Boys play with trucks, girls play with dolls: new study finds gender is biological
February 14, 2018 (LifeSiteNews) -- According to a new study, differences between boys and girls are biological and not fluid, as transgender theory claims.
Research revealed in the Infant and Child Development Journal concluded that gender preferences in children are not so much the result of their environment and upbringing as they are intrinsic within the child. These findings contradict prevailing LGBTQQICAPF2K+ belief that gender is both externally directed and fluid.
The sexual orientation/gender acronym, LGBTQQICAPF2K+, stands for “Lesbian,” “Gay,” “Bisexual,” “Transgender,” “Queer,” “Questioning,” “Intersex,” “Curious,” “Asexual,” “Agender,” “Ally,” “Pansexual,” “Polysexual,” “Friends and family,” “Two-spirit” and “Kink.”
Sixteen studies composed of 787 boys and 813 girls were documented. Researchers found that consistently “boys played with male-typed toys more than girls did, and girls played with female-typed toys more than boys did.”
This finding won’t surprise most parents, but it defies prevailing transgender theories that say gender differences are simply a “social construct.”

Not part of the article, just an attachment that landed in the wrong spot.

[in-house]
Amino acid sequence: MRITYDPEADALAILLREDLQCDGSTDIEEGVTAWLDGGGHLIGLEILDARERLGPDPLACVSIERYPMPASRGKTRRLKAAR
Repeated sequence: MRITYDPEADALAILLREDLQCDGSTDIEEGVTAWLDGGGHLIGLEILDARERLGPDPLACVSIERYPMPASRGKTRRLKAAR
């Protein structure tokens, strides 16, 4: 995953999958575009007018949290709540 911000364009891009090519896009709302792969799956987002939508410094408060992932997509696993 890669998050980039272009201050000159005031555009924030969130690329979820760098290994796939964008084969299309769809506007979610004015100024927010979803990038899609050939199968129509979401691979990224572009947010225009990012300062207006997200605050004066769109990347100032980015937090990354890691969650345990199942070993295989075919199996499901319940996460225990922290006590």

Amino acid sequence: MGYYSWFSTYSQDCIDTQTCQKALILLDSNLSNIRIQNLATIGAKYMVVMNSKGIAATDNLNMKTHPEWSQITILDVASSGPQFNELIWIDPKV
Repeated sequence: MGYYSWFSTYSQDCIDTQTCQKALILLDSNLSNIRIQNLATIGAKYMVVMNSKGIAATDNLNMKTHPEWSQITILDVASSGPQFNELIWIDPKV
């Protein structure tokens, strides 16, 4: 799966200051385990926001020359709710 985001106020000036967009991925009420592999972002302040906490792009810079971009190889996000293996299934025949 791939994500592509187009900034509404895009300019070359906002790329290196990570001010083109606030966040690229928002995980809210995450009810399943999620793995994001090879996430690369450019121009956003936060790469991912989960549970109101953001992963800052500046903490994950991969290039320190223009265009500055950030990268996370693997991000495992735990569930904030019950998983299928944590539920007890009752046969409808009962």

The same innate gender preferences were observed in a variety of contexts. “No significant effect of presence of an adult, study context, geographical location of the study, publication date, child’s age, or the inclusion of gender-neutral toys” made a difference, the data showed.
The scientists concluded that the data from these studies indicated “gender differences” have a “likelihood (of) biological origin.” In other words, before you were born you were a boy or a girl, and that’s not subject to change.
“The consistency in finding sex differences in children’s preferences for toys typed to their own gender indicates the strength of this phenomenon and the likelihood that has a biological origin,” the study says.
Just as what one sees in an ink blot or instinctively associates with a suggested word can indicate one’s internal psychology, so a child’s free, self-directed choice of toy can indicate his or her innate psychology. Researchers say such choices “appear to be the product of both innate and social forces.”
The study also found male gender differences increased with age. “Older boys played more with male-typed toys … than did younger boys,” but “the same pattern was not found in girls.” Researchers speculated that this observation may be because of increasing social pressure on girls to break from innate stereotypes
Read the study here.
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